I have been incredibly lucky to meet, by pure happenstance, a very notable indie game designer. This is incredibly fortuitous for me, a lowly indie game maker with no work as of yet and a student working towards a degree in game programming. I'm not going to name drop, nor leave any clue as to whom it may be, even if you don't really give two shits. I just wanted to write a little about how talking with someone on the "inside" made me feel about games and the future of narratives in them.
Basically they are going to shit, but it wouldn't take a meeting with anyone to figure that much out. After talking with him, I reevaluated the way I look at all games, even the one I used to believe were "top-notch-best-of-all-time-zomg-this-is-great!". Games like Zelda:OOT. I used to think it was excellent, none better. Looking back now I see that I was entrapped by the awe of discovering a rich land with amazing visuals. I mean it really was the first game I played where I could walk through a 3-d world and swing a sword. In retrospect, it did nothing for me story wise and the dungeons were mediocre at best. The person I spoke with put it best by saying key elements of the dungeons(keys weapons etc..) were simply abstractly hidden and all the player had to do was find the best vantage point to retrieve them, which could take hours.
And the whole time your simply enjoying the scenery and swinging that sword.
I'm probably not representing his statements entirely accurately, hence the desire to not reveal him, but I understood what he was saying. These game that we idolize are probably never as good as we remember them.
This conversation also led me to realize what some games are doing right. The decision you make in Bioshock, even being a rather simple one, it is an incredible decision to ask the player to make. To leave that in the hands of the player, when they could have just as easily made it a cut-scene where you save a little girl, is incredible. Games like Braid that give you just as much control as you need to feel empowered and have everything in that world react to that power. The story was choppy by design, but the ending where you see that everything the princess was doing was in an effort to stop you. Incredible.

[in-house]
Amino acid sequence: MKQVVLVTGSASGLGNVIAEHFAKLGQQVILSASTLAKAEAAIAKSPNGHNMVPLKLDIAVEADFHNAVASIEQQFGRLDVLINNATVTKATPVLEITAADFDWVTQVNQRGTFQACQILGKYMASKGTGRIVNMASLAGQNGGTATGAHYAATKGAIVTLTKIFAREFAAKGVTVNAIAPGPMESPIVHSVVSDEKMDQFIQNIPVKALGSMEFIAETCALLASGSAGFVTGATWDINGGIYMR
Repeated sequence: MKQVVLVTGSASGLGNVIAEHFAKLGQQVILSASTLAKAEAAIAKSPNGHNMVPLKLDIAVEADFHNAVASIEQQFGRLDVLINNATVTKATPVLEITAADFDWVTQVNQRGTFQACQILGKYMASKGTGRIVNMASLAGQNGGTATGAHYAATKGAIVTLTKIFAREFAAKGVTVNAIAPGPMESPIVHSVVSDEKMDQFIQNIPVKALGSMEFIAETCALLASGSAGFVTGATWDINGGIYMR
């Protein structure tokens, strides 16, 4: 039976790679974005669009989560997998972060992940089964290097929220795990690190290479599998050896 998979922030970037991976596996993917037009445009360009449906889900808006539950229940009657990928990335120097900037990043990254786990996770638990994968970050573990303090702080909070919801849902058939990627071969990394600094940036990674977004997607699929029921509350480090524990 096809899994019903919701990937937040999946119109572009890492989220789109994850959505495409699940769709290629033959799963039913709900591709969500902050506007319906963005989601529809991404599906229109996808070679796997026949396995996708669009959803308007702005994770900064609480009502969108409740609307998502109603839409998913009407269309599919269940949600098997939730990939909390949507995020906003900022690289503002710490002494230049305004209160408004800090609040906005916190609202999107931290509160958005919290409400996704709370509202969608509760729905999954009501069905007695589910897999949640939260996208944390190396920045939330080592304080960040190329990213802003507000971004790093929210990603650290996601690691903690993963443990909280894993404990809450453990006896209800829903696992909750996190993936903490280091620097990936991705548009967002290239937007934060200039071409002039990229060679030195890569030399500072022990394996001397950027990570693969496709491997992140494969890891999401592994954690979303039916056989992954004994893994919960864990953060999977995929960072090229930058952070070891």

No ones copying these things. No one is trying to imitate these decisions or examine these controls. Instead we get cut-scenes that look incredibly ridiculous and attempt to portray human emotion through very non-human looking characters and laughable animation(I'm looking at you Mass Effect). Game designers are not Hollywood screen writers and their attempts to move us usually fail within the first 5-minutes of gameplay. The RE series does an excellent job with suspense, but I feel the same feeling of anxiety when playing any game that forces me to accomplish a task before an obstacle stops me. I was never frightened by the infected, simply tense as to whether I could blow its head off before it hit me. The mechanic made me feel the rush, not the in-game situation.
So, armed with these series of conversations I was lucky enough to have had, I have a new outlook on games in general, indie or otherwise. I will no longer tolerate flaws in games simply because I enjoyed their predecessors as a kid or because I hold some glimmer of false hope that "This time it will be different". I will not be entertained simply because I wish to be entertained. The fact is people, most games just suck and we are being taken less seriously than ever before. Videogames went from being this emergent form of entertainment to a family of morons wagging a stick in front of a screen.
The cool thing is, that their are people out there like the one I talked to that are still doing things that are different and they are taking chances. There are developers that are creating games that involve more than putting a vibrating controller on your girlfriends crouch, and they need our support. read